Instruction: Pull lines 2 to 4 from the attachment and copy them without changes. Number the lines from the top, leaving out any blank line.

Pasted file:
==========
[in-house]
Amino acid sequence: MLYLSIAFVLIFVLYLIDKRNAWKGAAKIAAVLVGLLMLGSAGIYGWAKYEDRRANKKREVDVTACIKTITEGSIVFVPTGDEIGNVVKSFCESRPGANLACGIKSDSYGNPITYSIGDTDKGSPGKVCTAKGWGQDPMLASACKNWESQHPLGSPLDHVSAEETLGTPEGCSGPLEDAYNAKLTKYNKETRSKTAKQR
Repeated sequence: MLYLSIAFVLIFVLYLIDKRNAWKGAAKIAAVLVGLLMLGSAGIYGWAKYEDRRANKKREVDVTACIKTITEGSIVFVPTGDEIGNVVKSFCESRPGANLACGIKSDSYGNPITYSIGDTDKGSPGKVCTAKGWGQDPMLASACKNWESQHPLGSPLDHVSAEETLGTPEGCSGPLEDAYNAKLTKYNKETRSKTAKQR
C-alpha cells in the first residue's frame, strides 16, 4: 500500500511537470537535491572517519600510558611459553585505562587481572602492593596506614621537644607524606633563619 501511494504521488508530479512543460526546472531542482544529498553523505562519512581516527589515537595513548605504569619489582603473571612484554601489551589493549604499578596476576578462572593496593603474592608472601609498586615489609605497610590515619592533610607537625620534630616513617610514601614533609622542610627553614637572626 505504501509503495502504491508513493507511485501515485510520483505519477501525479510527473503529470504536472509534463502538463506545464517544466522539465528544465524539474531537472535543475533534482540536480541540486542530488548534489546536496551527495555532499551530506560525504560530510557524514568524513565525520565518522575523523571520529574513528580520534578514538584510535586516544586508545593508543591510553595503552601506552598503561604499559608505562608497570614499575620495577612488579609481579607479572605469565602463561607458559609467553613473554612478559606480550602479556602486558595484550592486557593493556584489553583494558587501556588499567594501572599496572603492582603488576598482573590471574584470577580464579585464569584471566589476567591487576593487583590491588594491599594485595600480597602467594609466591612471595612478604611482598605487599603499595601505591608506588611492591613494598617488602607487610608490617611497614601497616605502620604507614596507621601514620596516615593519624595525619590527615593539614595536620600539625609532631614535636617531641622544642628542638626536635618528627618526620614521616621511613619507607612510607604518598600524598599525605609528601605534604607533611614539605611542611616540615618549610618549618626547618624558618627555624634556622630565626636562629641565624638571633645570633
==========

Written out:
Amino acid sequence: MLYLSIAFVLIFVLYLIDKRNAWKGAAKIAAVLVGLLMLGSAGIYGWAKYEDRRANKKREVDVTACIKTITEGSIVFVPTGDEIGNVVKSFCESRPGANLACGIKSDSYGNPITYSIGDTDKGSPGKVCTAKGWGQDPMLASACKNWESQHPLGSPLDHVSAEETLGTPEGCSGPLEDAYNAKLTKYNKETRSKTAKQR
Repeated sequence: MLYLSIAFVLIFVLYLIDKRNAWKGAAKIAAVLVGLLMLGSAGIYGWAKYEDRRANKKREVDVTACIKTITEGSIVFVPTGDEIGNVVKSFCESRPGANLACGIKSDSYGNPITYSIGDTDKGSPGKVCTAKGWGQDPMLASACKNWESQHPLGSPLDHVSAEETLGTPEGCSGPLEDAYNAKLTKYNKETRSKTAKQR
C-alpha cells in the first residue's frame, strides 16, 4: 500500500511537470537535491572517519600510558611459553585505562587481572602492593596506614621537644607524606633563619 501511494504521488508530479512543460526546472531542482544529498553523505562519512581516527589515537595513548605504569619489582603473571612484554601489551589493549604499578596476576578462572593496593603474592608472601609498586615489609605497610590515619592533610607537625620534630616513617610514601614533609622542610627553614637572626 505504501509503495502504491508513493507511485501515485510520483505519477501525479510527473503529470504536472509534463502538463506545464517544466522539465528544465524539474531537472535543475533534482540536480541540486542530488548534489546536496551527495555532499551530506560525504560530510557524514568524513565525520565518522575523523571520529574513528580520534578514538584510535586516544586508545593508543591510553595503552601506552598503561604499559608505562608497570614499575620495577612488579609481579607479572605469565602463561607458559609467553613473554612478559606480550602479556602486558595484550592486557593493556584489553583494558587501556588499567594501572599496572603492582603488576598482573590471574584470577580464579585464569584471566589476567591487576593487583590491588594491599594485595600480597602467594609466591612471595612478604611482598605487599603499595601505591608506588611492591613494598617488602607487610608490617611497614601497616605502620604507614596507621601514620596516615593519624595525619590527615593539614595536620600539625609532631614535636617531641622544642628542638626536635618528627618526620614521616621511613619507607612510607604518598600524598599525605609528601605534604607533611614539605611542611616540615618549610618549618626547618624558618627555624634556622630565626636562629641565624638571633645570633